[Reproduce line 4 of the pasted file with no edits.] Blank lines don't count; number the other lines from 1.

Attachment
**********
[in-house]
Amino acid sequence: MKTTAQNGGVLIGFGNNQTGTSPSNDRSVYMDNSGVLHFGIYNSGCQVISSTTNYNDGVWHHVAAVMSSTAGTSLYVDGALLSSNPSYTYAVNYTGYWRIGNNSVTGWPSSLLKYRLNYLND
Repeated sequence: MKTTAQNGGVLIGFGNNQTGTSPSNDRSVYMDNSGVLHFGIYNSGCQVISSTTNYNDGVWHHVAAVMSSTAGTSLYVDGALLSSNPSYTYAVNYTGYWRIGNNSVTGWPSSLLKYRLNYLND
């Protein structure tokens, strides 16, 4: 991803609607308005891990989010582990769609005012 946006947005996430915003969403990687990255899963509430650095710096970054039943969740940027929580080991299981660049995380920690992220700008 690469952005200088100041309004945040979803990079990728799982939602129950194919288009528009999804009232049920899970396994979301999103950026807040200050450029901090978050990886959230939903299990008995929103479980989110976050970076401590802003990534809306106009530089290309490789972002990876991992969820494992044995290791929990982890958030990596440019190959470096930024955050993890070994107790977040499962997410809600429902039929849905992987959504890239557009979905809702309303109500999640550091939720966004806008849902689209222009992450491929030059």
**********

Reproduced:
């Protein structure tokens, strides 16, 4: 991803609607308005891990989010582990769609005012 946006947005996430915003969403990687990255899963509430650095710096970054039943969740940027929580080991299981660049995380920690992220700008 690469952005200088100041309004945040979803990079990728799982939602129950194919288009528009999804009232049920899970396994979301999103950026807040200050450029901090978050990886959230939903299990008995929103479980989110976050970076401590802003990534809306106009530089290309490789972002990876991992969820494992044995290791929990982890958030990596440019190959470096930024955050993890070994107790977040499962997410809600429902039929849905992987959504890239557009979905809702309303109500999640550091939720966004806008849902689209222009992450491929030059």